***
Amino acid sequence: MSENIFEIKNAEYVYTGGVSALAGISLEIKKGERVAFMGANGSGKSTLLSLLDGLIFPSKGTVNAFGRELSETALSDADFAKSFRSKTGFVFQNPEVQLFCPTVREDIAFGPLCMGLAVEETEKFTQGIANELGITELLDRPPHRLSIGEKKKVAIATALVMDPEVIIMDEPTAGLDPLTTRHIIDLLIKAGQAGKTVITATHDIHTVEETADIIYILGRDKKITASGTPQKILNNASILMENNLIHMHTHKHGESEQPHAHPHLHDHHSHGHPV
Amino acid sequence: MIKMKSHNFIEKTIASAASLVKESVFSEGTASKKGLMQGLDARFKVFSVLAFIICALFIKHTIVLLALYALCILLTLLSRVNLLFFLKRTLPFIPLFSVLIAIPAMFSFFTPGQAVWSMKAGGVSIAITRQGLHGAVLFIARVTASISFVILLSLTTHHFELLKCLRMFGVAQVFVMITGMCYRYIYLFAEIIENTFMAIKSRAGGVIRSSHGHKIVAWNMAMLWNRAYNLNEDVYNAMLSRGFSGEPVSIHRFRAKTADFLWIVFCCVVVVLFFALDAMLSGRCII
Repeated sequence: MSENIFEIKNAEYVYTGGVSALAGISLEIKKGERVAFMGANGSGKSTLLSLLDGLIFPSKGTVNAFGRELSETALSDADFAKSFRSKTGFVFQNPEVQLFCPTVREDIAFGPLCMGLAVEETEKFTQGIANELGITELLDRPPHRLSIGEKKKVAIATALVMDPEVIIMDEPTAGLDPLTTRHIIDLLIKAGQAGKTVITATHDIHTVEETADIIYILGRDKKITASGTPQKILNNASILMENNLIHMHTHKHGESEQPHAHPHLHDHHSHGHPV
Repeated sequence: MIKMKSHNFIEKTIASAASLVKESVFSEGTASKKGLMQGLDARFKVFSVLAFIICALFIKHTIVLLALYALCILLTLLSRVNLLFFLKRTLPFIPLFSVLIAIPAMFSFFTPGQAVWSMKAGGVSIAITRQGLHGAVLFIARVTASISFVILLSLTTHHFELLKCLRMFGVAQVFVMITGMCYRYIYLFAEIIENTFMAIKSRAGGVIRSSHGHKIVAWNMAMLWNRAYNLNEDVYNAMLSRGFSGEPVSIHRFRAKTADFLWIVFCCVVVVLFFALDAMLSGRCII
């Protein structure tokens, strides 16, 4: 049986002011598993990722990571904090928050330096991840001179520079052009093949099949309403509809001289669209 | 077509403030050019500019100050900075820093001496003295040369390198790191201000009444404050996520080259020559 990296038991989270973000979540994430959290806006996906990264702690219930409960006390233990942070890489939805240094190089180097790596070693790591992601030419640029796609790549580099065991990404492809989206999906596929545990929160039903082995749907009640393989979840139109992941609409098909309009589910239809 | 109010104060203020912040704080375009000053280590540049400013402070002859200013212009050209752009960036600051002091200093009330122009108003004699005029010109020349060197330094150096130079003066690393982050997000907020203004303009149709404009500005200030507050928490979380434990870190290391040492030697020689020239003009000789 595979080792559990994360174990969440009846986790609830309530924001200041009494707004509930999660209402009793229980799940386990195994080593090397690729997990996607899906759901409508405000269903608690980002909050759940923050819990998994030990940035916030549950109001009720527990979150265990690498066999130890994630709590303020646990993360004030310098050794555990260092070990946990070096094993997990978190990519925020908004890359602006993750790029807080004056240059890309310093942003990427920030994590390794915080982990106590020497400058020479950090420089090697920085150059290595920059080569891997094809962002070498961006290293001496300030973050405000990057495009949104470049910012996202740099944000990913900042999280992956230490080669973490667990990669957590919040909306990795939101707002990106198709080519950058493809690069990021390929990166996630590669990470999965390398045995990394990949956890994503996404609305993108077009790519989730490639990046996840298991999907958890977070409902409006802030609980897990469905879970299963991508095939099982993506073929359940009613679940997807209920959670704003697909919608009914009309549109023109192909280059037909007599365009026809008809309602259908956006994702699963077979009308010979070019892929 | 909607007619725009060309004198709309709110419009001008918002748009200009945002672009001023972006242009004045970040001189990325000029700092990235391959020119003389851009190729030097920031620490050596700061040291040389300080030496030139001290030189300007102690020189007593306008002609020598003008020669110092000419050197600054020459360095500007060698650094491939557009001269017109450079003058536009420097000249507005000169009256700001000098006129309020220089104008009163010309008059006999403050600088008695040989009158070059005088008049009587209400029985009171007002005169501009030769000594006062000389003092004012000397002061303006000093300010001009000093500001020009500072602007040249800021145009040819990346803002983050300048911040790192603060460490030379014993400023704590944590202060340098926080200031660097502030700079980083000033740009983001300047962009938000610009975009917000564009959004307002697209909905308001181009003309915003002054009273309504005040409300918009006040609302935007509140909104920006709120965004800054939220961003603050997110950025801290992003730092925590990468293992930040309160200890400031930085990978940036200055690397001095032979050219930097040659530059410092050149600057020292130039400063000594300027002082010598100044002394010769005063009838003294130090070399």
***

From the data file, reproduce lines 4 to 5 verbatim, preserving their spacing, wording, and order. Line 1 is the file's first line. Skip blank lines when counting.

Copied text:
Repeated sequence: MIKMKSHNFIEKTIASAASLVKESVFSEGTASKKGLMQGLDARFKVFSVLAFIICALFIKHTIVLLALYALCILLTLLSRVNLLFFLKRTLPFIPLFSVLIAIPAMFSFFTPGQAVWSMKAGGVSIAITRQGLHGAVLFIARVTASISFVILLSLTTHHFELLKCLRMFGVAQVFVMITGMCYRYIYLFAEIIENTFMAIKSRAGGVIRSSHGHKIVAWNMAMLWNRAYNLNEDVYNAMLSRGFSGEPVSIHRFRAKTADFLWIVFCCVVVVLFFALDAMLSGRCII
């Protein structure tokens, strides 16, 4: 049986002011598993990722990571904090928050330096991840001179520079052009093949099949309403509809001289669209 | 077509403030050019500019100050900075820093001496003295040369390198790191201000009444404050996520080259020559 990296038991989270973000979540994430959290806006996906990264702690219930409960006390233990942070890489939805240094190089180097790596070693790591992601030419640029796609790549580099065991990404492809989206999906596929545990929160039903082995749907009640393989979840139109992941609409098909309009589910239809 | 109010104060203020912040704080375009000053280590540049400013402070002859200013212009050209752009960036600051002091200093009330122009108003004699005029010109020349060197330094150096130079003066690393982050997000907020203004303009149709404009500005200030507050928490979380434990870190290391040492030697020689020239003009000789 595979080792559990994360174990969440009846986790609830309530924001200041009494707004509930999660209402009793229980799940386990195994080593090397690729997990996607899906759901409508405000269903608690980002909050759940923050819990998994030990940035916030549950109001009720527990979150265990690498066999130890994630709590303020646990993360004030310098050794555990260092070990946990070096094993997990978190990519925020908004890359602006993750790029807080004056240059890309310093942003990427920030994590390794915080982990106590020497400058020479950090420089090697920085150059290595920059080569891997094809962002070498961006290293001496300030973050405000990057495009949104470049910012996202740099944000990913900042999280992956230490080669973490667990990669957590919040909306990795939101707002990106198709080519950058493809690069990021390929990166996630590669990470999965390398045995990394990949956890994503996404609305993108077009790519989730490639990046996840298991999907958890977070409902409006802030609980897990469905879970299963991508095939099982993506073929359940009613679940997807209920959670704003697909919608009914009309549109023109192909280059037909007599365009026809008809309602259908956006994702699963077979009308010979070019892929 | 909607007619725009060309004198709309709110419009001008918002748009200009945002672009001023972006242009004045970040001189990325000029700092990235391959020119003389851009190729030097920031620490050596700061040291040389300080030496030139001290030189300007102690020189007593306008002609020598003008020669110092000419050197600054020459360095500007060698650094491939557009001269017109450079003058536009420097000249507005000169009256700001000098006129309020220089104008009163010309008059006999403050600088008695040989009158070059005088008049009587209400029985009171007002005169501009030769000594006062000389003092004012000397002061303006000093300010001009000093500001020009500072602007040249800021145009040819990346803002983050300048911040790192603060460490030379014993400023704590944590202060340098926080200031660097502030700079980083000033740009983001300047962009938000610009975009917000564009959004307002697209909905308001181009003309915003002054009273309504005040409300918009006040609302935007509140909104920006709120965004800054939220961003603050997110950025801290992003730092925590990468293992930040309160200890400031930085990978940036200055690397001095032979050219930097040659530059410092050149600057020292130039400063000594300027002082010598100044002394010769005063009838003294130090070399």